The “IF COUNT = 1” Conundrum

If you haven’t read my yesterday’s post, then do that first.

Good. At this point you are extremely smart because you know that you should never use COUNT = 0 but should use ISEMPTY instead.

However, what if:

IF SomeTable.COUNT = 1 THEN
  DoSomething();

Well, if this is what you need, then that’s what you need. And that’s exactly what we needed in the team a few days ago.

Let’s get this clear: I am not making all this fuss about COUNT just for sports. COUNT can get slow. It can get really, really slow. It can get minutes-per-call slow.

And when it gets slow, and you still don’t need to know exactly how many there are, but only care that there is exactly 1 record, then you do have a problem.

In case your SomeTable from the example above is a massive performance hog, then, in theory, you can make it faster by doing this:

IF SomeTable.FIND(‘-‘) AND (SomeTable.NEXT = 0) THEN
  DoSomething();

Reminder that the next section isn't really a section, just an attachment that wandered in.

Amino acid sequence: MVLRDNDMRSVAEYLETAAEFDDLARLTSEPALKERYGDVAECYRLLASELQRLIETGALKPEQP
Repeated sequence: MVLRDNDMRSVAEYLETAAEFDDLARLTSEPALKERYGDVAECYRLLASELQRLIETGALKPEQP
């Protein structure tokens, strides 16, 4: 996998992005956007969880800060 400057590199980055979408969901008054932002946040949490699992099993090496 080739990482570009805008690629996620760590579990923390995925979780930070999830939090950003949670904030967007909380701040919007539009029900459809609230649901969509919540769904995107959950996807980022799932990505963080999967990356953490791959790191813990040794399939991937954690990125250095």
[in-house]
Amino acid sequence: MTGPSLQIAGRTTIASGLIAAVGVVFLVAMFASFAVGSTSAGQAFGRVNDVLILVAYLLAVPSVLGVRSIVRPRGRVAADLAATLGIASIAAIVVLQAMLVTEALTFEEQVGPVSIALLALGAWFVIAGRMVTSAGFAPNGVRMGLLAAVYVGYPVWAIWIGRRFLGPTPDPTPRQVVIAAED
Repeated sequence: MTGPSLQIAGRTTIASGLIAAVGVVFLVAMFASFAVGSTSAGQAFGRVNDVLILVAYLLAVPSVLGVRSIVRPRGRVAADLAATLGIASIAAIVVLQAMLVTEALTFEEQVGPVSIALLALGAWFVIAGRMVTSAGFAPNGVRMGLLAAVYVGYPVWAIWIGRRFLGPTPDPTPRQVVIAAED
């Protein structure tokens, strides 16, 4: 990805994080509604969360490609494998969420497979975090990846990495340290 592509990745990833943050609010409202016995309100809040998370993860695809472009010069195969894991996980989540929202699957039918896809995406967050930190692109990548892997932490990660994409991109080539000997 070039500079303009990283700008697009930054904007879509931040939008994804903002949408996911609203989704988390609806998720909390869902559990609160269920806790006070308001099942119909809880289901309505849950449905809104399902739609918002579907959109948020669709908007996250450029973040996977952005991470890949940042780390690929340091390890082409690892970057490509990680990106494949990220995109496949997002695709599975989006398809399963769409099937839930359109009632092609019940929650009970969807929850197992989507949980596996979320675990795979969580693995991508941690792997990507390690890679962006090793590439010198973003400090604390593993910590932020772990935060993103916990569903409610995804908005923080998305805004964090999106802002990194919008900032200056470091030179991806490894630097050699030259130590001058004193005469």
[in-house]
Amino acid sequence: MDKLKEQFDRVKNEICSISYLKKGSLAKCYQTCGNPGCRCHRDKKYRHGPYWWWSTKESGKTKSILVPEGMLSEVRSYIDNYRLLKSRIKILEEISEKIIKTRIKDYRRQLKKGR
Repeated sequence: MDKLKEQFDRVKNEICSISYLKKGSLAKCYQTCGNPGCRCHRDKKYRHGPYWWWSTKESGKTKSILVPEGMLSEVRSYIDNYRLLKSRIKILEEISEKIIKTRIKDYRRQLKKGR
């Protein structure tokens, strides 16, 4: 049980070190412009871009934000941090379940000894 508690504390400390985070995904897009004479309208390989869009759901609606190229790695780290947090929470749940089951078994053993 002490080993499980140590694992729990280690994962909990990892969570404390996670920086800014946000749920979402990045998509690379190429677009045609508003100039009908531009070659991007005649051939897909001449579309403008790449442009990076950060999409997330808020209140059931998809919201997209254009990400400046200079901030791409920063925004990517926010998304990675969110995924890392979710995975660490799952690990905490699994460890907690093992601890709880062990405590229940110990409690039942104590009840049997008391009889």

If anything does, this surely qualifies as a C/AL wat  situation. If it looks crazy, that’s because it is. So lets take a look how it does what it does:

  1. It attempts to find records in the database. If this succeeds (returns TRUE), we are now positioned at the first record in the recordset.
  2. Then it attempts to move to the next record. If there is exactly one record in the table, NEXT returns 0, so this part also returns TRUE.

To gain (still theoretical) performance benefits here, it is crucially important to use FIND(‘-‘) and not FINDSET or FINDFIRST instead. Why is that?

FINDSET?

FINDSET retrieves all records from a table and returns all of them to the NST. No matter what, this will do a full table or index scan and retrieve each row from the data file. It places no limiting clauses in the query, so it really retrieves all rows that are there. If your table has fifty million rows, all of them will be read from the database and streamed over to NST.

Regardless of what you do after issuing a FINDSET to SQL, this will be the slowest of all possible operations you can do with your database. If you set off to solve a slow COUNT, then FINDSET is definitely as wrong an answer as you can possibly imagine.

So, what then?

FINDFIRST?

If FINDSET selects all of them, and this is clearly not what you need, then FINDFIRST should be good, because it puts a TOP 1 clause, literally limiting the retrieval to one row only. in the COUNT vs. ISEMPTY story, TOP 1 saves the day. Wouldn’t it be faster to simply write:

IF SomeTable.FINDFIRST AND (SomeTable.NEXT = 0) THEN